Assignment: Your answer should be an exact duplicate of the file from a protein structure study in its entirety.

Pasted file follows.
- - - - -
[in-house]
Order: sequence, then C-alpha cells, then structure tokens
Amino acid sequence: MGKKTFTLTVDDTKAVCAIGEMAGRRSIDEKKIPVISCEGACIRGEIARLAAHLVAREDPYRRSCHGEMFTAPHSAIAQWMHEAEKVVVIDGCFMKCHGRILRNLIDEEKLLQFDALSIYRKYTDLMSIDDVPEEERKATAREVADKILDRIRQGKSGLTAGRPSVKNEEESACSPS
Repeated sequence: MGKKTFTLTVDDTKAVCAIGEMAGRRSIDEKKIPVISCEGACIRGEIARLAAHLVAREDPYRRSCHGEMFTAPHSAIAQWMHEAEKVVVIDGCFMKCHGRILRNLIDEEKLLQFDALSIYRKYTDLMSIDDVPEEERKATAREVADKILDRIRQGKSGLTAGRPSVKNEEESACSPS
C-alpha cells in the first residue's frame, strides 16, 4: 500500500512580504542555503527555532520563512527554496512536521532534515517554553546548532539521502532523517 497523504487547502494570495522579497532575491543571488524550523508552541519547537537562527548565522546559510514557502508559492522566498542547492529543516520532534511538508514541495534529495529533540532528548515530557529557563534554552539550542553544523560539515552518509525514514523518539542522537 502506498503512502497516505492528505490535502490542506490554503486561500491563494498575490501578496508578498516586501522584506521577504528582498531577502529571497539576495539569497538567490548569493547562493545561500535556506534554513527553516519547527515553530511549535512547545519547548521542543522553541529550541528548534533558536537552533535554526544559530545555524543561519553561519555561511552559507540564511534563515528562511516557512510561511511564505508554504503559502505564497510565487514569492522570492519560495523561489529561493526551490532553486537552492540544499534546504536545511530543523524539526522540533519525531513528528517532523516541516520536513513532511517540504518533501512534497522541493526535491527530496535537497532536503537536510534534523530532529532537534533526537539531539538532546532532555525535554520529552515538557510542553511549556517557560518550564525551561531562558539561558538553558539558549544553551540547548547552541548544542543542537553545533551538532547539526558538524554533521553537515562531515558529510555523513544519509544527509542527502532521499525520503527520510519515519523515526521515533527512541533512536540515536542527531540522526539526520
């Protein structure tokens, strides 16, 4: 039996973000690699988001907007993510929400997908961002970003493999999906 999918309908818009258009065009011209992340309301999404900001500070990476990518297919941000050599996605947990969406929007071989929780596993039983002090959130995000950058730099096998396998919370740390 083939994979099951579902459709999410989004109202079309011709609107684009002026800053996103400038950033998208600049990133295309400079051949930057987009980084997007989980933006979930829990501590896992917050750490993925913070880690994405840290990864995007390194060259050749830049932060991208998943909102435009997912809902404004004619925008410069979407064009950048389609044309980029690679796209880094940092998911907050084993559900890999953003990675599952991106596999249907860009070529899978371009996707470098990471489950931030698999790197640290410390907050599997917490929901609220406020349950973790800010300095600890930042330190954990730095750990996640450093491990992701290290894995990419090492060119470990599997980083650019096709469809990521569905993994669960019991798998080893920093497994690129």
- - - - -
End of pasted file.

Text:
[in-house]
Order: sequence, then C-alpha cells, then structure tokens
Amino acid sequence: MGKKTFTLTVDDTKAVCAIGEMAGRRSIDEKKIPVISCEGACIRGEIARLAAHLVAREDPYRRSCHGEMFTAPHSAIAQWMHEAEKVVVIDGCFMKCHGRILRNLIDEEKLLQFDALSIYRKYTDLMSIDDVPEEERKATAREVADKILDRIRQGKSGLTAGRPSVKNEEESACSPS
Repeated sequence: MGKKTFTLTVDDTKAVCAIGEMAGRRSIDEKKIPVISCEGACIRGEIARLAAHLVAREDPYRRSCHGEMFTAPHSAIAQWMHEAEKVVVIDGCFMKCHGRILRNLIDEEKLLQFDALSIYRKYTDLMSIDDVPEEERKATAREVADKILDRIRQGKSGLTAGRPSVKNEEESACSPS
C-alpha cells in the first residue's frame, strides 16, 4: 500500500512580504542555503527555532520563512527554496512536521532534515517554553546548532539521502532523517 497523504487547502494570495522579497532575491543571488524550523508552541519547537537562527548565522546559510514557502508559492522566498542547492529543516520532534511538508514541495534529495529533540532528548515530557529557563534554552539550542553544523560539515552518509525514514523518539542522537 502506498503512502497516505492528505490535502490542506490554503486561500491563494498575490501578496508578498516586501522584506521577504528582498531577502529571497539576495539569497538567490548569493547562493545561500535556506534554513527553516519547527515553530511549535512547545519547548521542543522553541529550541528548534533558536537552533535554526544559530545555524543561519553561519555561511552559507540564511534563515528562511516557512510561511511564505508554504503559502505564497510565487514569492522570492519560495523561489529561493526551490532553486537552492540544499534546504536545511530543523524539526522540533519525531513528528517532523516541516520536513513532511517540504518533501512534497522541493526535491527530496535537497532536503537536510534534523530532529532537534533526537539531539538532546532532555525535554520529552515538557510542553511549556517557560518550564525551561531562558539561558538553558539558549544553551540547548547552541548544542543542537553545533551538532547539526558538524554533521553537515562531515558529510555523513544519509544527509542527502532521499525520503527520510519515519523515526521515533527512541533512536540515536542527531540522526539526520
């Protein structure tokens, strides 16, 4: 039996973000690699988001907007993510929400997908961002970003493999999906 999918309908818009258009065009011209992340309301999404900001500070990476990518297919941000050599996605947990969406929007071989929780596993039983002090959130995000950058730099096998396998919370740390 083939994979099951579902459709999410989004109202079309011709609107684009002026800053996103400038950033998208600049990133295309400079051949930057987009980084997007989980933006979930829990501590896992917050750490993925913070880690994405840290990864995007390194060259050749830049932060991208998943909102435009997912809902404004004619925008410069979407064009950048389609044309980029690679796209880094940092998911907050084993559900890999953003990675599952991106596999249907860009070529899978371009996707470098990471489950931030698999790197640290410390907050599997917490929901609220406020349950973790800010300095600890930042330190954990730095750990996640450093491990992701290290894995990419090492060119470990599997980083650019096709469809990521569905993994669960019991798998080893920093497994690129």